Attorney General Chris Carr is warning Atlanta Braves fans to look out for ticket scams ahead of this week’s World Series games. Major sporting events present an opportunity for scammers to exploit consumers through the sale of fake, void or stolen tickets on the secondary market. Ticket scams not only pose a risk for financial theft, but consumers may also fall victim to identity theft if both financial and personal information is provided as part of the transaction.
Attorney General Chris Carr is joining with state charities regulators and the Federal Trade Commission to observe International Charity Fraud Awareness Week from Oct. 18-22. This is a coordinated campaign to help charities and consumers avoid charity fraud and promote wise giving.
“Far too often scam artists exploit the generosity of Georgia citizens by posing as legitimate charities in an effort to commit financial theft,” Carr warns. “It is important to understand the warning signs of a fraudulent charity and best practices for mitigating any potential harm if you were to encounter this type of scam. Our office is dedicated to pr
October is National Cyber Security Awareness Month, and the Attorney General’s Office wants Georgians to know how to keep their sensitive information safe from cybercriminals.
ATLANTA, GA – Attorney General Chris Carr is advising consumers who are buying used cars to be wary of vehicles that might have suffered flood damage as the result of Hurricane Ida. Flood-damaged vehicles are often sold at auction and then wind up on used car lots. Sometimes the vehicle’s title will indicate “salvage” or “totaled,” but sometimes the vehicle is retitled in another state and the damage on the vehicle’s title is not disclosed as required, a practice known as “title washing.”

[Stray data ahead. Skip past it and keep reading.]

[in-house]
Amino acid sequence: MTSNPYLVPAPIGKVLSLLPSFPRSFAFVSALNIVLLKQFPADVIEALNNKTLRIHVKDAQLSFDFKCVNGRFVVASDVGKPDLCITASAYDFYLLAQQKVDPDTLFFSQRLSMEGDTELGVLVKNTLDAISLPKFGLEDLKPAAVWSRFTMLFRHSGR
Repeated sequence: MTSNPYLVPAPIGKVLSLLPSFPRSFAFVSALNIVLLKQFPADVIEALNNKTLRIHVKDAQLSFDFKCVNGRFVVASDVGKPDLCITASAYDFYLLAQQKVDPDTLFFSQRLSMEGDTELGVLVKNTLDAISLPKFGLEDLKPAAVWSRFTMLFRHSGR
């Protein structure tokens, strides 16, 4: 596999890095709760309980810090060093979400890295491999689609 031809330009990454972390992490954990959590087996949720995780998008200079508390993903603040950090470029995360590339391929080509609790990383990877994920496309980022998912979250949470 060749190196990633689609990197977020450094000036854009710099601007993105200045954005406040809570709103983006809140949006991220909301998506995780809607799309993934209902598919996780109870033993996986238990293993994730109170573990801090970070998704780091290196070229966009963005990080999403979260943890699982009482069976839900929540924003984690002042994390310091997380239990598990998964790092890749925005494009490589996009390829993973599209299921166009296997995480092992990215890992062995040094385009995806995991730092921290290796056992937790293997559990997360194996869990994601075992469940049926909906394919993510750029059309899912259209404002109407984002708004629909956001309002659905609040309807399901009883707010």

ATLANTA, GA – Attorney General Chris Carr is cautioning Georgians about several imposter scams that are making the rounds. “Scammers may try to gain your confidence by posing as a legitimate company or government agency,” warns Attorney General Carr. “Consumers should be very wary of unsolicited text messages, emails and phone calls and avoid providing sensitive information, clicking on links, or downloading file attachments unless they know for a fact that the sender or caller is who they claim to be.”
ATLANTA, GA – Attorney General Chris Carr, today released an update on telecom companies’ progress in implementing the Anti-Robocall Principles he signed onto in 2019. Since September 2019, companies that agreed to these Principles have identified more than 52 billion spam or spoofed numbers calls, authenticated the caller ID numbers of hundreds of billions of calls, and blocked more than 32.5 billion spam, spoofed, or illegal calls. There is more work to do, however. Already this year, 391,453 Americans have filed reports with the FTC about robocalls, reporting totals of at least $356 million in losses. These numbers underscore the need to continue to fight back against the scourge of robocalls.
In a new twist on the grandparent scam, the scammers say they will send someone to the person’s house to pick up the money that their grandchild urgently needs. Once the victim pays the money to the courier (often an unwitting Uber or Lyft driver), there’s virtually no way to get it back.